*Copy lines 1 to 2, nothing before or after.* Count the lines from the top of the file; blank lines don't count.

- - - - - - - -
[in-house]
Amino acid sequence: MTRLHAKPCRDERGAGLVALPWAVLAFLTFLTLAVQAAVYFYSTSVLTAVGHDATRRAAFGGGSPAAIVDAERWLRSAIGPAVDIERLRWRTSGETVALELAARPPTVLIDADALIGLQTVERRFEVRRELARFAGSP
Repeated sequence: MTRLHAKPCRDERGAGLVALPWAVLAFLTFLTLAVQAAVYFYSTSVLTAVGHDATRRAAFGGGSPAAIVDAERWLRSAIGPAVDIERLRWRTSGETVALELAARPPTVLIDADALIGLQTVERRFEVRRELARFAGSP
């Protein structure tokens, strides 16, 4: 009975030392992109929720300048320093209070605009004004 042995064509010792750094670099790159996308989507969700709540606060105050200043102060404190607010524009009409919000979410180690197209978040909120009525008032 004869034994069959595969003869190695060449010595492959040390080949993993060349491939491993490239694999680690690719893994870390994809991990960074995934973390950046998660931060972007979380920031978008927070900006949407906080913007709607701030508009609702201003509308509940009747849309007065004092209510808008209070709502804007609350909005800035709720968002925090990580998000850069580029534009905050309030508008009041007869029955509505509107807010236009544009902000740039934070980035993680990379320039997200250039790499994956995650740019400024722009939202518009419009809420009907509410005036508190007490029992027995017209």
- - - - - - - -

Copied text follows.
[in-house]
Amino acid sequence: MTRLHAKPCRDERGAGLVALPWAVLAFLTFLTLAVQAAVYFYSTSVLTAVGHDATRRAAFGGGSPAAIVDAERWLRSAIGPAVDIERLRWRTSGETVALELAARPPTVLIDADALIGLQTVERRFEVRRELARFAGSP